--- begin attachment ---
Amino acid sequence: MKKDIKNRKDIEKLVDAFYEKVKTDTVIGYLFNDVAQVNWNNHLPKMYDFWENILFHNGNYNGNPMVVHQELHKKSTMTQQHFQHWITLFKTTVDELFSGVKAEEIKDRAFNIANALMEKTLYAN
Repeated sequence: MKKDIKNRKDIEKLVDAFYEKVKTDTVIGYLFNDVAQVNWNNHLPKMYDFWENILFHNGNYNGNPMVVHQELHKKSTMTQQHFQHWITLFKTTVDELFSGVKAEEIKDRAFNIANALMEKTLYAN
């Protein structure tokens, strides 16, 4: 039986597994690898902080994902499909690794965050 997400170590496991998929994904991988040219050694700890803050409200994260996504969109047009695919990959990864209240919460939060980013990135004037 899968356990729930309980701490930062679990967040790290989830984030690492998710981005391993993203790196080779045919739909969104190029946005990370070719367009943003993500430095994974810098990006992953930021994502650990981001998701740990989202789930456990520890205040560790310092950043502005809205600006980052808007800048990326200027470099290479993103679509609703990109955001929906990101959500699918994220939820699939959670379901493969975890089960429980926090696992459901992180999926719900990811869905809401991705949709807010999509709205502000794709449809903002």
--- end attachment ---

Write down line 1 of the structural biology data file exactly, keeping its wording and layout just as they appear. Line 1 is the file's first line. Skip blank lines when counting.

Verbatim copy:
Amino acid sequence: MKKDIKNRKDIEKLVDAFYEKVKTDTVIGYLFNDVAQVNWNNHLPKMYDFWENILFHNGNYNGNPMVVHQELHKKSTMTQQHFQHWITLFKTTVDELFSGVKAEEIKDRAFNIANALMEKTLYAN